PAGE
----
Hence, those people who are particularly concerned about privacy are far more comfortable with mediation as compared to litigation or arbitration for dispute resolution. Confidentiality is particularly important in settlement proceedings as people are often reluctant to reveal their "bottom line" to the opposing party; in mediation, they may reveal their bottom lines to the mediator in confidence who can use the information to settle the dispute.
Mediation is, almost always, far less expensive than other dispute resolution methods, particularly litigation. Private dispute resolution companies take up mediation cases for a fraction of the cost of bringing a lawsuit. A number of nonprofit community mediation centers in the U.S. even handle relatively minor consumer, neighborhood, workplace, and similar disputes for free or for a nominal charge. (Ibid.) The much shorter duration of most mediation proceedings (one day or less on the average) further helps in cost reduction.
Flexibility & Informality
Other important characteristic of the mediation process are its informality and flexibility. In mediation, formal rules of procedure are almost non-existent, and the process itself is highly flexible. This feature of mediation allows the parties and the mediator to control and design the process themselves. Mediation's informality also allows flexible and creative solutions for settling disputes that may not be possible in a court case where strict procedures and laws have to be followed. Moreover, the mediation process minimizes the importance of lawyers, who are sometimes so focused on winning a case that they forego an opportunity for a quick settlement. Since the parties are themselves in control of the mediation process rather than their lawyers, settlements become more likely.
In litigations, even after the case has been decided, the losing party is invariably angry at the outcome and may look for ways to violate the spirit of the judgment, if possible. By contrast, since mediation settlements are arrived at with the participation of the parties, they are more likely to follow through with the terms and conditions of the decision.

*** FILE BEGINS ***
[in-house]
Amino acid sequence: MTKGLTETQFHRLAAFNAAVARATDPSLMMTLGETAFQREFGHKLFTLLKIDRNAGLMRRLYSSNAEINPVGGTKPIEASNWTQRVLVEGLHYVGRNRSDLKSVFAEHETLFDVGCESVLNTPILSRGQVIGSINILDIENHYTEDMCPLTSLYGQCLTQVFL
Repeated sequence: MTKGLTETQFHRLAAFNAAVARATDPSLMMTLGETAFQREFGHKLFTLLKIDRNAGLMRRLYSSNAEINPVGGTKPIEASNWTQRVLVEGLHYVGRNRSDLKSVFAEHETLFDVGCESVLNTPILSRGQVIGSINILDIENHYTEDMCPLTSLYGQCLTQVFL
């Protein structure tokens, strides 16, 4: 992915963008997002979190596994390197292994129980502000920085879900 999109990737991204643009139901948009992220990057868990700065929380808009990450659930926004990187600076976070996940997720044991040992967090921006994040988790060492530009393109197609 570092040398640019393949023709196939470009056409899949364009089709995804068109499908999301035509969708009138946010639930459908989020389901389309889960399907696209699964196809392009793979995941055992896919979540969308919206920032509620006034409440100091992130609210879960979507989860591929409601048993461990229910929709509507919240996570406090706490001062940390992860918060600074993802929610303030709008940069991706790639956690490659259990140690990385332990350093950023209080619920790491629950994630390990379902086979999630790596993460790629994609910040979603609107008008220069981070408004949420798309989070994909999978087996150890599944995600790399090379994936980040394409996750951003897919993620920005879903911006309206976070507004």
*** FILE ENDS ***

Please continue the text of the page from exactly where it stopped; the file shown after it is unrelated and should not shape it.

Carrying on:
The voluntary, non-binding nature of mediation can be a disadvantage when either party to a dispute may chose not to honor a settlement; in such a case the aggrieved party has no recourse to force implementation of the settlement. ("Are there some cases...")
Time and Money Lost in Unsuccessful Mediation
Although mediation takes less time than litigation, it does not stop or extend the time-limits sometimes placed on taking a case to court. Hence, if mediation is unsuccessful, the time spent on the process may at times prevent one from taking the case to court. In case of unsuccessful mediation, the parties may have wasted time and money on mediation and still face the expense of a trial. (Ibid.)
Bad Faith Cases
Mediation can also prove disadvantageous if one of the parties involved is exhibiting bad faith by hiding assets or income. Mediators who are experts at exploring the parties' needs, goals, and possible solutions, do not have the legal resources of an attorney, such as the right to subpoena documents or witnesses to dig out concealed information. In such a case, the aggrieved party would be better off with an attorney who can aggressively investigate the matter.
Mediation may also prove problematic if one party is very passive as compared to the other; in such a case, the passive individual is likely to be bulldozed into an unfavorable agreement by the stronger party.
Mediation, although not a new concept, is increasingly being used as a dispute resolution alternative to litigation. There are different types of mediation such as the 'Facilitative' and 'Transformative' mediation that differ in styles and emphasis but have common key characteristics such as neutrality of the mediator and the confidentiality of the process. It has a number of obvious advantages over other means of dispute resolution, most notably a substantially lower cost and the flexibility to be applied for settling a wide range of disputes while its disadvantages are few and of a relatively minor nature.
Are there some cases that should not be mediated?" NOLO: Mediation FAQs. 2006. November 27, 2006. http://www.nolo.com/article.cfm/pg/7/objectId/AEED791E-B41C-4CE5-8271983F8C9FBEEA/catId/B21C6122-6654-468C-83A6D0B4B74D37CD/104/308/239/FAQ/
Bates, John B., and Bruce A. Edwards. "Mediation: The Pursuit of Compromise." USA Today (Society for the Advancement of Education) Mar. 1994: 38+. Questia. 27 Nov. 2006 http://www.questia.com/PM.qst?a=o&d=5002202903.
Spangler, Brad. "Transformative Mediation." Beyond Intractability: University of Colorado, Boulder. October 2003. November 27, 2006. http://www.beyondintractability.org/essay/transformative_mediation/
Types of Mediation." Robert Carrow's Home Page on Mediation & Arbitration. 2006. November 27, 2006. http://www.carrow.com/MedTypes.html
Why Consider Mediation?" NOLO: Mediation. 2006. November 27, 2006. http://www.nolo.com/article.cfm/ObjectID/8AC559A6-5EAA-4565-834745CD74FC79A1/catID/B21C6122-6654-468C-83A6D0B4B74D37CD/104/308/239/ART/
There can be more than one mediator involved in some cases
The Greek word for mediate means to stand between (Bates and Edwards, 34)
President Roosevelt was awarded the Nobel Prize in 1906 for his mediation efforts in the peace agreement between Japan and Russia
It is estimated that a half-day mediation of a personal injury claim may cost each side about $500 on the average. The cost of a similar case in court may be $50,000 or more. ("Why Consider Mediation?")